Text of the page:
Perceived and desired body weight among female university students in relation to BMI-based weight status and socio-economic factors
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Department of Anthropology, Institute of Zoology, Jagiellonian University, Kraków, Poland
Institute of Public Health, Jan Kochanowski University, Kielce, Poland
Department of Biotechnology and Molecular Biology, Opole University, Opole, Poland
Ann Agric Environ Med. 2013;20(3):533–538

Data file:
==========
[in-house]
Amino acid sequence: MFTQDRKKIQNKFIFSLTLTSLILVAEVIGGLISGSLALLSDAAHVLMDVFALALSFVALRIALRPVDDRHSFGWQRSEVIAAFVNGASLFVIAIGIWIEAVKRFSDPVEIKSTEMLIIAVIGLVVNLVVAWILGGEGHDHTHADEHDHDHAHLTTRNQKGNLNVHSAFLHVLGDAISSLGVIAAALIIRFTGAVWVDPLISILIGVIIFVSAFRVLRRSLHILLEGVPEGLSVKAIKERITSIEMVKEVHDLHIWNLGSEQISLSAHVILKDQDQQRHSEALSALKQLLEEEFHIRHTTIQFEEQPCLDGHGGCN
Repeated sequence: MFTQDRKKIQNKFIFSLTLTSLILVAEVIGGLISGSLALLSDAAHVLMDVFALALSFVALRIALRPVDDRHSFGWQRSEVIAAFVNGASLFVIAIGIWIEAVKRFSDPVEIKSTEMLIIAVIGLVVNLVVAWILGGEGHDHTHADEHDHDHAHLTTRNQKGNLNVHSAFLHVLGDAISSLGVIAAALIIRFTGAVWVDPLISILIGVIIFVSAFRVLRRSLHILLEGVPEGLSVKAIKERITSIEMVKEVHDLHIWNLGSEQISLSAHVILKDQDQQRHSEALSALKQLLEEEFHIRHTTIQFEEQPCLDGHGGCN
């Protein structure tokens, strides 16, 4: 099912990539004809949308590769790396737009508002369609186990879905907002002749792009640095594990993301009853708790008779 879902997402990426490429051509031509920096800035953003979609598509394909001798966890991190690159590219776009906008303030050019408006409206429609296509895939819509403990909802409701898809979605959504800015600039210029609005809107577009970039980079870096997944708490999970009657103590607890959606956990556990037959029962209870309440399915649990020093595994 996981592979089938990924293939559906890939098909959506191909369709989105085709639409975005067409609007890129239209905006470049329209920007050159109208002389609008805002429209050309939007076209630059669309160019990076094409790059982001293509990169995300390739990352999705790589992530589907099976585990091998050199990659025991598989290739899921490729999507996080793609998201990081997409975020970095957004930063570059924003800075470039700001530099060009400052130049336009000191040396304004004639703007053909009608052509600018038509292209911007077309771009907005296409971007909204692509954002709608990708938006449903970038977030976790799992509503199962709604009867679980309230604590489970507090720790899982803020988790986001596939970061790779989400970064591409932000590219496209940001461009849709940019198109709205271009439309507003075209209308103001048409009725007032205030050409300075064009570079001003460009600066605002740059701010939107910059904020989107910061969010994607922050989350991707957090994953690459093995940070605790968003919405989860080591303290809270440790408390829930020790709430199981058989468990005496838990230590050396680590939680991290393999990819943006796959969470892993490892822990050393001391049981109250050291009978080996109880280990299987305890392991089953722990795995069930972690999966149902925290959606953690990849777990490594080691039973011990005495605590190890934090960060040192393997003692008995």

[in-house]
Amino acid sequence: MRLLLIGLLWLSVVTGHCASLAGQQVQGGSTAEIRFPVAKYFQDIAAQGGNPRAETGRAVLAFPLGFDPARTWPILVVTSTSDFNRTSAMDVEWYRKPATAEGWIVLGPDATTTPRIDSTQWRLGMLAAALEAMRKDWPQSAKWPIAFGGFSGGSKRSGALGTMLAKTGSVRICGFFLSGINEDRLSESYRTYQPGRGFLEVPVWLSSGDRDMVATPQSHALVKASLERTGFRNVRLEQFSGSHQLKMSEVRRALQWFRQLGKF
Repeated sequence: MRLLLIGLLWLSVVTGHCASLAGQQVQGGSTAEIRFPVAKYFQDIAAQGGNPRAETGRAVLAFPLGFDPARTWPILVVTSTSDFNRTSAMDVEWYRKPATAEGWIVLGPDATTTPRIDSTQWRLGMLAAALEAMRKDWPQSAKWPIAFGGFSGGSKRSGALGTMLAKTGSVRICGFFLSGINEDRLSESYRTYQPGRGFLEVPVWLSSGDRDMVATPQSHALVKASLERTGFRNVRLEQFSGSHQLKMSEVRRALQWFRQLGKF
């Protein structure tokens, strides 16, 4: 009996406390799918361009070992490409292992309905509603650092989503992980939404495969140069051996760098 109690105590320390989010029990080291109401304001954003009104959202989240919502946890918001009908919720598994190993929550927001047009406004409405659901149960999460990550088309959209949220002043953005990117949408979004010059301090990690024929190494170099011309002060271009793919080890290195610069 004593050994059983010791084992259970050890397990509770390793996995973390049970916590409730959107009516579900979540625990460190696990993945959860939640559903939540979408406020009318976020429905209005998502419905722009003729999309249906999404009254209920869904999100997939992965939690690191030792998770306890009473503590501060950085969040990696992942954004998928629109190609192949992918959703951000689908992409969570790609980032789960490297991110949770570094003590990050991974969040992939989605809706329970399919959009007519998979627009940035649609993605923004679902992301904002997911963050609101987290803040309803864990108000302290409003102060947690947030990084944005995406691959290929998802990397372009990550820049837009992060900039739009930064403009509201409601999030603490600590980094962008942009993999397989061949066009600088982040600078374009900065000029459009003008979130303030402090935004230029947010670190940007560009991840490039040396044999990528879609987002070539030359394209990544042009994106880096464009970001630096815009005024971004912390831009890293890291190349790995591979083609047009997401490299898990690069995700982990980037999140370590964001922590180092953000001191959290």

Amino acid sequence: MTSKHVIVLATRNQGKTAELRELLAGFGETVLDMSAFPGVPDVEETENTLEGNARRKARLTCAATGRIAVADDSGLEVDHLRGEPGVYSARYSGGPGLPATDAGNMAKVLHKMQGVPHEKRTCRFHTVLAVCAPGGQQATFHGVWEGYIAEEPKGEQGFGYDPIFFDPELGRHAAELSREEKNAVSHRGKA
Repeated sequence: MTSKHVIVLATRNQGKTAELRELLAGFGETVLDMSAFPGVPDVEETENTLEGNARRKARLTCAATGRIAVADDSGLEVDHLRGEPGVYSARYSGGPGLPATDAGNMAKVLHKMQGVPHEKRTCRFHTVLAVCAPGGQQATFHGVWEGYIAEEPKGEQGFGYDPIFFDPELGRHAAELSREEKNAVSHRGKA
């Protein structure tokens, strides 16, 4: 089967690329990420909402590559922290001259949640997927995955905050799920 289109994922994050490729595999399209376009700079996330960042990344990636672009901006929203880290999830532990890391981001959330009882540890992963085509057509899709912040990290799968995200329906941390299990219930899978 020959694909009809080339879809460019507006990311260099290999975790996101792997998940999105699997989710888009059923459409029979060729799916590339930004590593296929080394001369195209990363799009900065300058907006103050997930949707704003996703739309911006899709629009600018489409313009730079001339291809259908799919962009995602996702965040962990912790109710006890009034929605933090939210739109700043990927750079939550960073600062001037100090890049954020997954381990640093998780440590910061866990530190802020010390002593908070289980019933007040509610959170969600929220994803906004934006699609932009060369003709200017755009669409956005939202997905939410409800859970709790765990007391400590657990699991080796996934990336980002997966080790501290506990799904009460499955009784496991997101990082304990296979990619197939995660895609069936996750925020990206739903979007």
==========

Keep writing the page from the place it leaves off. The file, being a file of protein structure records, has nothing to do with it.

The aim of the study was to verify if the accuracy of weight perception among young women depends on their socio-economic status and BMI–based weight status. In addition, the survey contained questions whether women were satisfied with their weight and tested if the desire to change weight is affected by real body weight and weight perception. The sample consisted of 1,129 female university students, aged 20–24. BMI was calculated from measured weight and height. The questionnaire contained questions about socio-economic status, weight perception and desired body weight. 71.9% of the surveyed students correctly estimated, 24.2% overestimated and 3.9% underestimated their body weight. Underweight women tended to incorrectly assess their body weight more often than normal weight women or overweight women (43.2% vs. 75.4% vs. 77.2%). Students from families of high socio-economic status slightly more often estimated their weight status correctly than students with average and low status, but the difference was statistically significant only in the case of the factor “mother’s education”. Most of surveyed women expressed the desire to weigh less or/and to have thinner waist, hips or thighs. The desire to be thinner was associated with body weight status and body weight perception.